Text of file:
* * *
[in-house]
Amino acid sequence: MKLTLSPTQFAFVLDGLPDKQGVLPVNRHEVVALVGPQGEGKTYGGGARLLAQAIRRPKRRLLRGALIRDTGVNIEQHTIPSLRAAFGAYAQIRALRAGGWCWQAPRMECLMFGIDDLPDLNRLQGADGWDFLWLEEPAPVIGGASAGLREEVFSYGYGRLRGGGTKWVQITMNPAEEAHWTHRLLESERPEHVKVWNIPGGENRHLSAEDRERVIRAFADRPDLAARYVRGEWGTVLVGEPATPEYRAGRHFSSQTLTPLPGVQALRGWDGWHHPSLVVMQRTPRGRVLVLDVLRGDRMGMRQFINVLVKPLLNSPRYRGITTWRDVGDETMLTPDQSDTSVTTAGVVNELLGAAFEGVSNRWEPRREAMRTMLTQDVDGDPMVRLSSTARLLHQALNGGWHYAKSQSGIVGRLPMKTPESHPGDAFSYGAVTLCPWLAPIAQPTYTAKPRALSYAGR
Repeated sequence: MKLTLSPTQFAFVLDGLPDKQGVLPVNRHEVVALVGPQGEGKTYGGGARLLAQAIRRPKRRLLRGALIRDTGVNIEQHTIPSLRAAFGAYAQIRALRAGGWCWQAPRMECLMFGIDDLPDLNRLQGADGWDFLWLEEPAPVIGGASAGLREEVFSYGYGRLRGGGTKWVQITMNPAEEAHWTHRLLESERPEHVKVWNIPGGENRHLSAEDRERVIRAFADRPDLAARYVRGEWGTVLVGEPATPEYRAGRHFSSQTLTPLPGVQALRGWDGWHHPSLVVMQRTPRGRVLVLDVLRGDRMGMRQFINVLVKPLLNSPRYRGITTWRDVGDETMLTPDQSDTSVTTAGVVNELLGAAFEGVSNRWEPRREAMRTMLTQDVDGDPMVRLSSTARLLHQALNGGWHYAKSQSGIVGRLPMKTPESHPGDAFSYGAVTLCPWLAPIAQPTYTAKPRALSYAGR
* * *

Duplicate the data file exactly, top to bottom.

[in-house]
Amino acid sequence: MKLTLSPTQFAFVLDGLPDKQGVLPVNRHEVVALVGPQGEGKTYGGGARLLAQAIRRPKRRLLRGALIRDTGVNIEQHTIPSLRAAFGAYAQIRALRAGGWCWQAPRMECLMFGIDDLPDLNRLQGADGWDFLWLEEPAPVIGGASAGLREEVFSYGYGRLRGGGTKWVQITMNPAEEAHWTHRLLESERPEHVKVWNIPGGENRHLSAEDRERVIRAFADRPDLAARYVRGEWGTVLVGEPATPEYRAGRHFSSQTLTPLPGVQALRGWDGWHHPSLVVMQRTPRGRVLVLDVLRGDRMGMRQFINVLVKPLLNSPRYRGITTWRDVGDETMLTPDQSDTSVTTAGVVNELLGAAFEGVSNRWEPRREAMRTMLTQDVDGDPMVRLSSTARLLHQALNGGWHYAKSQSGIVGRLPMKTPESHPGDAFSYGAVTLCPWLAPIAQPTYTAKPRALSYAGR
Repeated sequence: MKLTLSPTQFAFVLDGLPDKQGVLPVNRHEVVALVGPQGEGKTYGGGARLLAQAIRRPKRRLLRGALIRDTGVNIEQHTIPSLRAAFGAYAQIRALRAGGWCWQAPRMECLMFGIDDLPDLNRLQGADGWDFLWLEEPAPVIGGASAGLREEVFSYGYGRLRGGGTKWVQITMNPAEEAHWTHRLLESERPEHVKVWNIPGGENRHLSAEDRERVIRAFADRPDLAARYVRGEWGTVLVGEPATPEYRAGRHFSSQTLTPLPGVQALRGWDGWHHPSLVVMQRTPRGRVLVLDVLRGDRMGMRQFINVLVKPLLNSPRYRGITTWRDVGDETMLTPDQSDTSVTTAGVVNELLGAAFEGVSNRWEPRREAMRTMLTQDVDGDPMVRLSSTARLLHQALNGGWHYAKSQSGIVGRLPMKTPESHPGDAFSYGAVTLCPWLAPIAQPTYTAKPRALSYAGR